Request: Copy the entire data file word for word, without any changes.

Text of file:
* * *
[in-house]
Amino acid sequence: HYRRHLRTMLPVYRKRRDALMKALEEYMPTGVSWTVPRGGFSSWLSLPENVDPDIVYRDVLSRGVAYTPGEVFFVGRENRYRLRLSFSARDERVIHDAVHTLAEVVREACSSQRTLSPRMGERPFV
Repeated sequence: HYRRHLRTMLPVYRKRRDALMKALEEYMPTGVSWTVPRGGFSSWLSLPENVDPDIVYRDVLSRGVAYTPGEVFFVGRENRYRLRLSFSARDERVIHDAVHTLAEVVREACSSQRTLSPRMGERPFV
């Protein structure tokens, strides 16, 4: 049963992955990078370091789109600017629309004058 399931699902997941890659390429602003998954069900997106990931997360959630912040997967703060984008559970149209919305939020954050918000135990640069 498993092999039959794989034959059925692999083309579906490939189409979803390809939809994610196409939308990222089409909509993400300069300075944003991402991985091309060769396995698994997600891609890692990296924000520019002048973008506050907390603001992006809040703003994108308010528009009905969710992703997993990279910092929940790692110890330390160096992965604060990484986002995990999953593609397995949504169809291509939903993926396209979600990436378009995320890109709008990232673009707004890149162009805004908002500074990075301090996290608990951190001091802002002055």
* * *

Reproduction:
[in-house]
Amino acid sequence: HYRRHLRTMLPVYRKRRDALMKALEEYMPTGVSWTVPRGGFSSWLSLPENVDPDIVYRDVLSRGVAYTPGEVFFVGRENRYRLRLSFSARDERVIHDAVHTLAEVVREACSSQRTLSPRMGERPFV
Repeated sequence: HYRRHLRTMLPVYRKRRDALMKALEEYMPTGVSWTVPRGGFSSWLSLPENVDPDIVYRDVLSRGVAYTPGEVFFVGRENRYRLRLSFSARDERVIHDAVHTLAEVVREACSSQRTLSPRMGERPFV
């Protein structure tokens, strides 16, 4: 049963992955990078370091789109600017629309004058 399931699902997941890659390429602003998954069900997106990931997360959630912040997967703060984008559970149209919305939020954050918000135990640069 498993092999039959794989034959059925692999083309579906490939189409979803390809939809994610196409939308990222089409909509993400300069300075944003991402991985091309060769396995698994997600891609890692990296924000520019002048973008506050907390603001992006809040703003994108308010528009009905969710992703997993990279910092929940790692110890330390160096992965604060990484986002995990999953593609397995949504169809291509939903993926396209979600990436378009995320890109709008990232673009707004890149162009805004908002500074990075301090996290608990951190001091802002002055």